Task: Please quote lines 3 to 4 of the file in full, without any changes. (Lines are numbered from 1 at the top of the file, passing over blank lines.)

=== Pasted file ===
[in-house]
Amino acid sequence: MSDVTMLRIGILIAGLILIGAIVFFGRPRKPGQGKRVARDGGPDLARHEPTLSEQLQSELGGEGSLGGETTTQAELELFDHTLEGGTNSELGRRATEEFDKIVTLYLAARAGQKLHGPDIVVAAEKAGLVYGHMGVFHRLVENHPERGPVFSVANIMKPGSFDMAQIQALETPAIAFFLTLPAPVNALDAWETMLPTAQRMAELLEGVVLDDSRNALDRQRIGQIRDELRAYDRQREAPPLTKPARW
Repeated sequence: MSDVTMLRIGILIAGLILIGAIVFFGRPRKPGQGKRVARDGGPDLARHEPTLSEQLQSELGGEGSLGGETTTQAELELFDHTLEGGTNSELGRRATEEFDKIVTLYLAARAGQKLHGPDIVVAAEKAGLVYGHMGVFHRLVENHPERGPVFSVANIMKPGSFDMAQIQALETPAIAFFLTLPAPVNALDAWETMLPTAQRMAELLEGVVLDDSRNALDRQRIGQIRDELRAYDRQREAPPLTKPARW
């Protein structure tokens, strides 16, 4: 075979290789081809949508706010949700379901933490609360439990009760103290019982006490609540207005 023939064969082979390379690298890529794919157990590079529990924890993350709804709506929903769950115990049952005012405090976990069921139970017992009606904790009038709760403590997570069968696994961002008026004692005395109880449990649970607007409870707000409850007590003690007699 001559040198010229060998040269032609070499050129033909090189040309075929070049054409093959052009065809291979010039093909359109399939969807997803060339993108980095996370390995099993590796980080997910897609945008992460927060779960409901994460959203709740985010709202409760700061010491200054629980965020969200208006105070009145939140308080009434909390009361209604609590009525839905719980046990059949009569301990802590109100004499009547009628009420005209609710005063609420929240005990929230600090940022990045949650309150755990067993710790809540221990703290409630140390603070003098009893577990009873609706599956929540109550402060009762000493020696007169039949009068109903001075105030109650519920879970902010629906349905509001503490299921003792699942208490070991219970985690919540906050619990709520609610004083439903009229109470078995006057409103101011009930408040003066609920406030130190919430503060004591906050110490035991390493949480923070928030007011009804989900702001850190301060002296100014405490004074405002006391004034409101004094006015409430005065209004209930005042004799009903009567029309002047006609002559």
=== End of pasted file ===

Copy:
Repeated sequence: MSDVTMLRIGILIAGLILIGAIVFFGRPRKPGQGKRVARDGGPDLARHEPTLSEQLQSELGGEGSLGGETTTQAELELFDHTLEGGTNSELGRRATEEFDKIVTLYLAARAGQKLHGPDIVVAAEKAGLVYGHMGVFHRLVENHPERGPVFSVANIMKPGSFDMAQIQALETPAIAFFLTLPAPVNALDAWETMLPTAQRMAELLEGVVLDDSRNALDRQRIGQIRDELRAYDRQREAPPLTKPARW
């Protein structure tokens, strides 16, 4: 075979290789081809949508706010949700379901933490609360439990009760103290019982006490609540207005 023939064969082979390379690298890529794919157990590079529990924890993350709804709506929903769950115990049952005012405090976990069921139970017992009606904790009038709760403590997570069968696994961002008026004692005395109880449990649970607007409870707000409850007590003690007699 001559040198010229060998040269032609070499050129033909090189040309075929070049054409093959052009065809291979010039093909359109399939969807997803060339993108980095996370390995099993590796980080997910897609945008992460927060779960409901994460959203709740985010709202409760700061010491200054629980965020969200208006105070009145939140308080009434909390009361209604609590009525839905719980046990059949009569301990802590109100004499009547009628009420005209609710005063609420929240005990929230600090940022990045949650309150755990067993710790809540221990703290409630140390603070003098009893577990009873609706599956929540109550402060009762000493020696007169039949009068109903001075105030109650519920879970902010629906349905509001503490299921003792699942208490070991219970985690919540906050619990709520609610004083439903009229109470078995006057409103101011009930408040003066609920406030130190919430503060004591906050110490035991390493949480923070928030007011009804989900702001850190301060002296100014405490004074405002006391004034409101004094006015409430005065209004209930005042004799009903009567029309002047006609002559």